Starwars simply breaks down when one questions the technology too hard.
    Quote Originally Posted by Morty View Post
    It would have been awesome if the writers had put as much thought into it as you guys do.
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  4. - Top - End - #34
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    Default Re: What do you think scientists in the Star Wars galaxy are working on?

    I wonder if Galactic medicine was actually on a completely different track, compared to ours.
    I mean, they got a few things right. Prosthetics were at incredible heights.
    The bacta tanks were great, but here's the rub: bacta has unspecified origins. For all we know, it could have been very easy to procure, and produced directly by some alien living being, like milk.
    What I wonder is if Star Wars medicine actually was pretty bad. If they were lucky enough to have some species of chicken that laid eggs full of bacta, and, for anything else, they relied on some sort of force-theology influenced folk medicine. So, for example, they couldn't save a hemorrhaging parturient woman because their medicine didn't recognize blood loss as cause of death, and instead considered it the symptom of a loss of will to live, on which they had no power.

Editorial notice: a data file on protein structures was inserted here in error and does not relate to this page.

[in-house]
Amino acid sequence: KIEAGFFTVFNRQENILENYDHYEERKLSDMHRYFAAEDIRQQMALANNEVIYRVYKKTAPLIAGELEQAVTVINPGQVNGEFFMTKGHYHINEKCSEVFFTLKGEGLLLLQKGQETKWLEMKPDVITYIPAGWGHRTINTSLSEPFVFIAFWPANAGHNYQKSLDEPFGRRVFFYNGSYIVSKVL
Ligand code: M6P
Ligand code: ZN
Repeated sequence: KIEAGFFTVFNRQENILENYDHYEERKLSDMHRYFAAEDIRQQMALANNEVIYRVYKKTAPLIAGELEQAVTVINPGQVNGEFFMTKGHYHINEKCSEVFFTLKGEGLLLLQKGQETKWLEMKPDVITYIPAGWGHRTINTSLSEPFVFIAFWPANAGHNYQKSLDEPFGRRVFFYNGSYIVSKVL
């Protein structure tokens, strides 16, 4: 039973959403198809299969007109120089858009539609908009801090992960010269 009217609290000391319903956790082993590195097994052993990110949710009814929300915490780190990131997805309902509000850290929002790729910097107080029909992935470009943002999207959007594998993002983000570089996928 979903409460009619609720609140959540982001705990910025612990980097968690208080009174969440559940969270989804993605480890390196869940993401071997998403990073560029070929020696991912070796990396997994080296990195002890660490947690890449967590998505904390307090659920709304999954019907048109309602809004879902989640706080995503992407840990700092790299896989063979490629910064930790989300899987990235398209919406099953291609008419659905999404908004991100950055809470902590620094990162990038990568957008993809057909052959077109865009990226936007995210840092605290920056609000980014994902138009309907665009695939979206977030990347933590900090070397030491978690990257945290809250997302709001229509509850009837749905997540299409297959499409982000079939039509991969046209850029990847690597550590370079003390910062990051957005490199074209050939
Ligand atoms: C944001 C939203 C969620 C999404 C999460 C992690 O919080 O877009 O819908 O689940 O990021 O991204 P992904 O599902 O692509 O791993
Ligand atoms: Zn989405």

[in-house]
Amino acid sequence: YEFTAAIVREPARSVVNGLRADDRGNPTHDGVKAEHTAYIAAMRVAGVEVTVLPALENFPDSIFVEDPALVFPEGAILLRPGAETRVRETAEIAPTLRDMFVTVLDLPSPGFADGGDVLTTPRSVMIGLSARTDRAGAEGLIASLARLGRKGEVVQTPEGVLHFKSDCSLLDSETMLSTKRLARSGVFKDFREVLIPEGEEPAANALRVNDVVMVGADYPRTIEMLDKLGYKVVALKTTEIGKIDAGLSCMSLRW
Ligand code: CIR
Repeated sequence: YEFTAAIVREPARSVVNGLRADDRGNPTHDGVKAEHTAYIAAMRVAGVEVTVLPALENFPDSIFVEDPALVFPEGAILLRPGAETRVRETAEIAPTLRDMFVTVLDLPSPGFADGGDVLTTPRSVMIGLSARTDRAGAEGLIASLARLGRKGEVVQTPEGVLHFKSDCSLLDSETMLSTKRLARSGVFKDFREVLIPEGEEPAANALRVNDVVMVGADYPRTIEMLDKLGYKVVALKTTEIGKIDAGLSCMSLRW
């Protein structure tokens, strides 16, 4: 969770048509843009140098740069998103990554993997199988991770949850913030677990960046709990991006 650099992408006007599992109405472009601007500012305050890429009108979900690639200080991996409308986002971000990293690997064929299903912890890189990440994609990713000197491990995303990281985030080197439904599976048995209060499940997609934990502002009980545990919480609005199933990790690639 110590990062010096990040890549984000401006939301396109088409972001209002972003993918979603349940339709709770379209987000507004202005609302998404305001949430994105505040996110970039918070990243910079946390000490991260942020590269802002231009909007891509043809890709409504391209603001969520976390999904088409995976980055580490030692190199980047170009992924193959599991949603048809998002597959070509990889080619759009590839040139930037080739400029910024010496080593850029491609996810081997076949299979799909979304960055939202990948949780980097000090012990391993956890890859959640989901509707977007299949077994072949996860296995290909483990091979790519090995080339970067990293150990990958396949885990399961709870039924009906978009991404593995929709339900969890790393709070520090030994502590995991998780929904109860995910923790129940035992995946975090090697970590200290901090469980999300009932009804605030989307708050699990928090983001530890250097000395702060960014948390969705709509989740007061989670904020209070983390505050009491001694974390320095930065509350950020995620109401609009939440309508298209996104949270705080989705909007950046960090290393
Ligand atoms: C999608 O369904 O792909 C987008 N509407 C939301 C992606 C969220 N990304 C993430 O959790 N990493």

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    Default Re: What do you think scientists in the Star Wars galaxy are working on?

    Quote Originally Posted by Vinyadan View Post
    I wonder if Galactic medicine was actually on a completely different track, compared to ours.
    I mean, they got a few things right. Prosthetics were at incredible heights.
    The bacta tanks were great, but here's the rub: bacta has unspecified origins. For all we know, it could have been very easy to procure, and produced directly by some alien living being, like milk.
    What I wonder is if Star Wars medicine actually was pretty bad. If they were lucky enough to have some species of chicken that laid eggs full of bacta, and, for anything else, they relied on some sort of force-theology influenced folk medicine. So, for example, they couldn't save a hemorrhaging parturient woman because their medicine didn't recognize blood loss as cause of death, and instead considered it the symptom of a loss of will to live, on which they had no power.